Sports

Gonzaga guarding against repeating history

Gonzaga coach Mark Few laughs when asked about the outgoing personality of GU center Rob Sacre. The Zags are preparing to take on powerhouse Ohio State in the third round of the NCAA tournament on Saturday. Game time is approximately 11:45 a.m. on CBS. (Christopher Anderson)
Gonzaga coach Mark Few laughs when asked about the outgoing personality of GU center Rob Sacre. The Zags are preparing to take on powerhouse Ohio State in the third round of the NCAA tournament on Saturday. Game time is approximately 11:45 a.m. on CBS. (Christopher Anderson)

PITTSBURGH – If it seems like the Gonzaga Bulldogs have been here before it’s because, well, they have.

In the 2011 NCAA tournament, No. 11-seeded Gonzaga dismantled No. 6 St. John’s by 15 only to get crushed by No. 3 BYU by 22 points. In 2010, the eighth-seeded Bulldogs shut down No. 9 Florida State, becoming the first team to shoot at least 50 percent against the Seminoles in 67 games, only to get squashed by No. 1 Syracuse in the next round by 22.

So here comes the seventh-seeded Bulldogs (26-6), fresh from a 77-54 rout over West Virginia, facing powerhouse No. 2 seed Ohio State (28-7) Saturday at Consol Energy Center in the third round, trying to find the formula for back-to-back success. Buckeyes’ fans were prominent in Thursday’s win over Loyola-Maryland and more figure to make the 185-mile drive from Columbus to snatch up tickets from departing Mountaineers’ followers.

“The last couple years we’ve had great first-round wins and the second game was lacking,” said junior forward Elias Harris. “It’s our mindset. We need to stay focused, tough and with the game plan.”

Counting a 21-point drubbing to eventual national champion North Carolina in 2009 Sweet Sixteen, Gonzaga has exited the last three tournaments with lopsided losses.

It was the first question posed to senior center Robert Sacre following Thursday’s win. “You don’t forget games like that (BYU). When you lose one, it’s heartbreaking. You take it with you the rest of your life.”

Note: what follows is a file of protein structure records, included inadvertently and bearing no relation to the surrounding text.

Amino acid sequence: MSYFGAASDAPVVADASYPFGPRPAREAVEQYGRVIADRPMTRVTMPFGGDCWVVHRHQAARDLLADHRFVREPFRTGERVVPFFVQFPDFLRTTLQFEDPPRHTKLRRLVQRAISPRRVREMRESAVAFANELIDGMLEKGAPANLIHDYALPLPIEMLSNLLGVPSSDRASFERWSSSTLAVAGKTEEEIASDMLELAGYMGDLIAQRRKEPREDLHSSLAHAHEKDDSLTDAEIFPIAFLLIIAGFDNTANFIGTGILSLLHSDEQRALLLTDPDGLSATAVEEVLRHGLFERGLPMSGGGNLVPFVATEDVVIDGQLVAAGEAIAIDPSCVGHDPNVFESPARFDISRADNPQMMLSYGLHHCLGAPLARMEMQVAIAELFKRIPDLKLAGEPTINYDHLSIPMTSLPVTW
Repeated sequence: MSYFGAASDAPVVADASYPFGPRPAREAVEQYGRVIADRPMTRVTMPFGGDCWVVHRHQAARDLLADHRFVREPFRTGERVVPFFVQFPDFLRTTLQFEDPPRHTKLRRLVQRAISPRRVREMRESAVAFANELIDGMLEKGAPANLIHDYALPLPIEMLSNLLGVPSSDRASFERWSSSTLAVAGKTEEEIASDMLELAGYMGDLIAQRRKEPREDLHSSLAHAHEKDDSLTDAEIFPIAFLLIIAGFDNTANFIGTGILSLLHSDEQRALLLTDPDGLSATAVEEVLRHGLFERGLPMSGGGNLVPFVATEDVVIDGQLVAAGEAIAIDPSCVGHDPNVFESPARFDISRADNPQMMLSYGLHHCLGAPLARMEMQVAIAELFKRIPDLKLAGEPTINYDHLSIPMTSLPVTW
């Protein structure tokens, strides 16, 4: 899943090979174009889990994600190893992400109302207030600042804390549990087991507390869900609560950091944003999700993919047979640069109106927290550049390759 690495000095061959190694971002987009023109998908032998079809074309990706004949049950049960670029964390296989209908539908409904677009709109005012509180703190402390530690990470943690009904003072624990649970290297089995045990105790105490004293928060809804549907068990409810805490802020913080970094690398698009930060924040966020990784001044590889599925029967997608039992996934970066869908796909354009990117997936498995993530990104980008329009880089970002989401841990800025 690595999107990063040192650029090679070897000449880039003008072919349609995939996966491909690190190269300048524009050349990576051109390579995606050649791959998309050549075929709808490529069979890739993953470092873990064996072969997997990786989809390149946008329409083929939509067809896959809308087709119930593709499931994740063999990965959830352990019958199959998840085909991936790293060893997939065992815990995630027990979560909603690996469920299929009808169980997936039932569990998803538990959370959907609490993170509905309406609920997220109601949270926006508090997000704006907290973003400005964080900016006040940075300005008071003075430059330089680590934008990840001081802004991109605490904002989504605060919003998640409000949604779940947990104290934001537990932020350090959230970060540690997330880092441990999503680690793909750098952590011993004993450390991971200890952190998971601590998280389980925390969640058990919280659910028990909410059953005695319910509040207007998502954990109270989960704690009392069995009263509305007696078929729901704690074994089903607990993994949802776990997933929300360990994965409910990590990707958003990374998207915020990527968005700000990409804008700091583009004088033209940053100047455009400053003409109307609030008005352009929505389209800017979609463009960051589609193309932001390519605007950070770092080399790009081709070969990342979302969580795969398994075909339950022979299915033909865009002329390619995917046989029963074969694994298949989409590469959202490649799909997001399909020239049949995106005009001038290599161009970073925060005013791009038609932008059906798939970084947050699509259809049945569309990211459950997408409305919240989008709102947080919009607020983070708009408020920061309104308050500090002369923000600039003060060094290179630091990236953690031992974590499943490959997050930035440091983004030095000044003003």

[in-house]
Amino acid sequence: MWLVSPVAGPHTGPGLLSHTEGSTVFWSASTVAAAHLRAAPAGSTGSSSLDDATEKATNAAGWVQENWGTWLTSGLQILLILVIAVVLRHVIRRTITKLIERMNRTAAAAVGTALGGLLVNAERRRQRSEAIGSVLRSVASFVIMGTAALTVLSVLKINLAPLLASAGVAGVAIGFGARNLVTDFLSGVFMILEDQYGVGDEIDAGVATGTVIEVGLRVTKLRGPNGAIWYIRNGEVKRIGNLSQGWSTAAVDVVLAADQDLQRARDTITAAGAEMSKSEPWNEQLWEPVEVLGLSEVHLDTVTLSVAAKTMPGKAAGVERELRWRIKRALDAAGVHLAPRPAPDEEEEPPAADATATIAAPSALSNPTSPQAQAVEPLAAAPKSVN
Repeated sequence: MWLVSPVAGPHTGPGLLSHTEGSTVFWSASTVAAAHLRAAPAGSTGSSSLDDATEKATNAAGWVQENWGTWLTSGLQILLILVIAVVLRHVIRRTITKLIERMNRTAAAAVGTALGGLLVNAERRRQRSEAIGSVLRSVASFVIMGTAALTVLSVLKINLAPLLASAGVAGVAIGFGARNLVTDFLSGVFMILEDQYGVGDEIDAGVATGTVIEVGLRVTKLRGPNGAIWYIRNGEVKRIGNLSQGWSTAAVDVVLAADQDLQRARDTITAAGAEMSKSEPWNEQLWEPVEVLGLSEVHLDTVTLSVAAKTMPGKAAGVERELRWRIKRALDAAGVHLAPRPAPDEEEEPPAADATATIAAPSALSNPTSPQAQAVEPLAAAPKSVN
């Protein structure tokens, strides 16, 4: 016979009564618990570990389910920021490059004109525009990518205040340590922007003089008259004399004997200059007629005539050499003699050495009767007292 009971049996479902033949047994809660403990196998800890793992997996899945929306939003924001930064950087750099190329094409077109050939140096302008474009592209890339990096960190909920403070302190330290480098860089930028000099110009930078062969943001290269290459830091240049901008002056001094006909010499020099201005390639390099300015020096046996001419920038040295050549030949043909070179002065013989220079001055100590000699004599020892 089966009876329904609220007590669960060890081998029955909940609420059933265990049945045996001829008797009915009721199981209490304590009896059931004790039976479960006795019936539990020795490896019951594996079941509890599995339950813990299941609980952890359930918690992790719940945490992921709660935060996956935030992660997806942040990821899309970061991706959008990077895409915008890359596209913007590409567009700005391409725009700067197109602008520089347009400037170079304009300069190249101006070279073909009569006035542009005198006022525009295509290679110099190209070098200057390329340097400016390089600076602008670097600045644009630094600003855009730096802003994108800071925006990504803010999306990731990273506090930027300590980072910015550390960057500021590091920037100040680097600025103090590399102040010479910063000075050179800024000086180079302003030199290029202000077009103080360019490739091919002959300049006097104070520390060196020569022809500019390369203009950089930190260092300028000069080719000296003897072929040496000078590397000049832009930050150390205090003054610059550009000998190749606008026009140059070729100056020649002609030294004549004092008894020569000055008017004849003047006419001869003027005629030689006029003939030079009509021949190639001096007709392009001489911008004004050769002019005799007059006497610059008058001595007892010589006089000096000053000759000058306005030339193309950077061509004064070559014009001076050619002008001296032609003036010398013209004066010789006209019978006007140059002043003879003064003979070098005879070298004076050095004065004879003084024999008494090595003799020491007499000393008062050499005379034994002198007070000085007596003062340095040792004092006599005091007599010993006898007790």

Head coach Mark Few had an eye on Saturday’s game shortly after beating West Virginia.

“We did a wonderful job of taking the scouting report and executing it,” Few said. “Now we have to do the same thing. They get it. They’re not satisfied.”

The Ohio State game plan centers on bulky center Jared Sullinger, a double-double machine who likes to operate in the low post. West Virginia had a similar interior presence in Kevin Jones, but Sullinger poses more problems and he has a better supporting cast. Deshaun Thomas struck for 31 points against Loyola-Maryland.

“If Jones was the best offensive rebounder in the country, Sullinger is right there and he’s 40 pounds heavier,” said Bulldogs assistant coach Ray Giacoletti, who helped compile the scouting report. “He wedges you out as well as anyone we’ve seen, but they have a big-time scorer (in William Buford) and Thomas can score. They have three guys that can score in a variety of ways and it’s not like the other two can’t – (Aaron) Craft and (Lenzelle) Smith Jr.”

Sacre will probably defend Sullinger, who was just 4 of 14 and missed a dunk versus Loyola-Maryland.

“I was so determined to make a quick move before the double-team came, I think that’s what made me mess up a couple of my shots,” Sullinger said. “I need to bounce back.”

There are several intriguing matchups: Sacre-Sullinger, Harris-Thomas, Kevin Pangos-Aaron Craft. Pangos and Gary Bell Jr. led Gonzaga’s early charge Thursday. Craft has 85 steals and was named the Big Ten’s defensive player of the year. Giacoletti emphasized that Craft does a tremendous job away from the ball.

“I’ll just try to do the same things I’ve always done, be aggressive, not be too passive, try to get the team into a steady offense,” Pangos said. “I’m looking forward to the challenge.”

Same goes for the Bulldogs in a third-round game.

“We have experience now and we don’t want to let up,” Sacre said. “This is going to be a true challenge, but I’m thinking it’s a great challenge for us. We’re hungry for it. This is what we wanted.”



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